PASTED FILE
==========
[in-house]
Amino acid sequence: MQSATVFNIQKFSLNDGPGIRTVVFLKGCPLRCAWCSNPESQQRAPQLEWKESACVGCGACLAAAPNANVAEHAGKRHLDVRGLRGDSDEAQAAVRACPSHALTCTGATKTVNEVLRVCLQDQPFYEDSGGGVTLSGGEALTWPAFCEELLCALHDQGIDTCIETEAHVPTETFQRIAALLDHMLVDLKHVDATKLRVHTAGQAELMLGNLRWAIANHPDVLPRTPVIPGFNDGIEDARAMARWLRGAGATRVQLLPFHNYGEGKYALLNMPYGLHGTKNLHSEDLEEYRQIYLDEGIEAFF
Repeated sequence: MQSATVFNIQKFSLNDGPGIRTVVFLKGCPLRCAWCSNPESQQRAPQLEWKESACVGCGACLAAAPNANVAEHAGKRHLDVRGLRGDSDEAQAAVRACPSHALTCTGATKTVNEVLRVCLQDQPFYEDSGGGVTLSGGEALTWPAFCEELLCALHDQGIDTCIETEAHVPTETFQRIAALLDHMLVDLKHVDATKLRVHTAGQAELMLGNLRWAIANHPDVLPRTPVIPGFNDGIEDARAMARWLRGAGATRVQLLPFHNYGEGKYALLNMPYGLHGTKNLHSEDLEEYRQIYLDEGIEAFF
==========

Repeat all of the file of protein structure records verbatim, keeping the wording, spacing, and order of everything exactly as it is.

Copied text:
[in-house]
Amino acid sequence: MQSATVFNIQKFSLNDGPGIRTVVFLKGCPLRCAWCSNPESQQRAPQLEWKESACVGCGACLAAAPNANVAEHAGKRHLDVRGLRGDSDEAQAAVRACPSHALTCTGATKTVNEVLRVCLQDQPFYEDSGGGVTLSGGEALTWPAFCEELLCALHDQGIDTCIETEAHVPTETFQRIAALLDHMLVDLKHVDATKLRVHTAGQAELMLGNLRWAIANHPDVLPRTPVIPGFNDGIEDARAMARWLRGAGATRVQLLPFHNYGEGKYALLNMPYGLHGTKNLHSEDLEEYRQIYLDEGIEAFF
Repeated sequence: MQSATVFNIQKFSLNDGPGIRTVVFLKGCPLRCAWCSNPESQQRAPQLEWKESACVGCGACLAAAPNANVAEHAGKRHLDVRGLRGDSDEAQAAVRACPSHALTCTGATKTVNEVLRVCLQDQPFYEDSGGGVTLSGGEALTWPAFCEELLCALHDQGIDTCIETEAHVPTETFQRIAALLDHMLVDLKHVDATKLRVHTAGQAELMLGNLRWAIANHPDVLPRTPVIPGFNDGIEDARAMARWLRGAGATRVQLLPFHNYGEGKYALLNMPYGLHGTKNLHSEDLEEYRQIYLDEGIEAFF